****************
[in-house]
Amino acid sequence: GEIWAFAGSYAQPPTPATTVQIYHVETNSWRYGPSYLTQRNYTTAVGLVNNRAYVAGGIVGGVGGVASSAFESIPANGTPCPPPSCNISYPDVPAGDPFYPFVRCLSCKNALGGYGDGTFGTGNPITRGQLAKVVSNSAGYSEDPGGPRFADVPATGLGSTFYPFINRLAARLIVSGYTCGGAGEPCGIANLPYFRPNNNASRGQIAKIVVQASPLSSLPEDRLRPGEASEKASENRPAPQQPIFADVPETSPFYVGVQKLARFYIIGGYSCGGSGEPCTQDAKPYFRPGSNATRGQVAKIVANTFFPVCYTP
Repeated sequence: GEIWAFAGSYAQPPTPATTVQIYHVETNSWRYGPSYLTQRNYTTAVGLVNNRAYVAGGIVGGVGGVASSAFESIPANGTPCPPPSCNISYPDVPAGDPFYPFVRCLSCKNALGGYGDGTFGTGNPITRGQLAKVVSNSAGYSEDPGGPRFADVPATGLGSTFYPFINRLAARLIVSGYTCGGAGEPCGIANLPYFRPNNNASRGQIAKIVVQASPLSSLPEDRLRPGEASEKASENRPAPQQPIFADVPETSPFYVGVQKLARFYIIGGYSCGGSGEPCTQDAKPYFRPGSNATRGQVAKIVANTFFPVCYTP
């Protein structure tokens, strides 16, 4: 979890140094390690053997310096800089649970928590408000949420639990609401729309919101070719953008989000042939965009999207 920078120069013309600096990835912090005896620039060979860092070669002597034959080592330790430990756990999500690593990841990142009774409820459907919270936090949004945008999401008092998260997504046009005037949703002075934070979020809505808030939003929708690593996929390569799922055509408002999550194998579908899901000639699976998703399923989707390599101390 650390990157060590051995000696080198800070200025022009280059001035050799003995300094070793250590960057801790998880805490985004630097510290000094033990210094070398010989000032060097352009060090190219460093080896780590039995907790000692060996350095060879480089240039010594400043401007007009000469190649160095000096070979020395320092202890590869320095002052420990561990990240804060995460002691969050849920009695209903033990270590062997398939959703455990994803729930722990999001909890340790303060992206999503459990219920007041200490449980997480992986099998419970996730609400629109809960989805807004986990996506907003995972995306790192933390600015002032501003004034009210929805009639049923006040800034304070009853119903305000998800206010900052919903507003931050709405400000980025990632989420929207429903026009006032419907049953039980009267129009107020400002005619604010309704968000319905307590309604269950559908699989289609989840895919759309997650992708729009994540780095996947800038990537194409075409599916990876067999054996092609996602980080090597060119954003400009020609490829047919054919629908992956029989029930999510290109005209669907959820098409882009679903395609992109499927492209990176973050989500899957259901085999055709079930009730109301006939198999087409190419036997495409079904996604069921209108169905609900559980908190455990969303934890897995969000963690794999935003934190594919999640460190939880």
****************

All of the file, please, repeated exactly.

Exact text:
[in-house]
Amino acid sequence: GEIWAFAGSYAQPPTPATTVQIYHVETNSWRYGPSYLTQRNYTTAVGLVNNRAYVAGGIVGGVGGVASSAFESIPANGTPCPPPSCNISYPDVPAGDPFYPFVRCLSCKNALGGYGDGTFGTGNPITRGQLAKVVSNSAGYSEDPGGPRFADVPATGLGSTFYPFINRLAARLIVSGYTCGGAGEPCGIANLPYFRPNNNASRGQIAKIVVQASPLSSLPEDRLRPGEASEKASENRPAPQQPIFADVPETSPFYVGVQKLARFYIIGGYSCGGSGEPCTQDAKPYFRPGSNATRGQVAKIVANTFFPVCYTP
Repeated sequence: GEIWAFAGSYAQPPTPATTVQIYHVETNSWRYGPSYLTQRNYTTAVGLVNNRAYVAGGIVGGVGGVASSAFESIPANGTPCPPPSCNISYPDVPAGDPFYPFVRCLSCKNALGGYGDGTFGTGNPITRGQLAKVVSNSAGYSEDPGGPRFADVPATGLGSTFYPFINRLAARLIVSGYTCGGAGEPCGIANLPYFRPNNNASRGQIAKIVVQASPLSSLPEDRLRPGEASEKASENRPAPQQPIFADVPETSPFYVGVQKLARFYIIGGYSCGGSGEPCTQDAKPYFRPGSNATRGQVAKIVANTFFPVCYTP
């Protein structure tokens, strides 16, 4: 979890140094390690053997310096800089649970928590408000949420639990609401729309919101070719953008989000042939965009999207 920078120069013309600096990835912090005896620039060979860092070669002597034959080592330790430990756990999500690593990841990142009774409820459907919270936090949004945008999401008092998260997504046009005037949703002075934070979020809505808030939003929708690593996929390569799922055509408002999550194998579908899901000639699976998703399923989707390599101390 650390990157060590051995000696080198800070200025022009280059001035050799003995300094070793250590960057801790998880805490985004630097510290000094033990210094070398010989000032060097352009060090190219460093080896780590039995907790000692060996350095060879480089240039010594400043401007007009000469190649160095000096070979020395320092202890590869320095002052420990561990990240804060995460002691969050849920009695209903033990270590062997398939959703455990994803729930722990999001909890340790303060992206999503459990219920007041200490449980997480992986099998419970996730609400629109809960989805807004986990996506907003995972995306790192933390600015002032501003004034009210929805009639049923006040800034304070009853119903305000998800206010900052919903507003931050709405400000980025990632989420929207429903026009006032419907049953039980009267129009107020400002005619604010309704968000319905307590309604269950559908699989289609989840895919759309997650992708729009994540780095996947800038990537194409075409599916990876067999054996092609996602980080090597060119954003400009020609490829047919054919629908992956029989029930999510290109005209669907959820098409882009679903395609992109499927492209990176973050989500899957259901085999055709079930009730109301006939198999087409190419036997495409079904996604069921209108169905609900559980908190455990969303934890897995969000963690794999935003934190594919999640460190939880």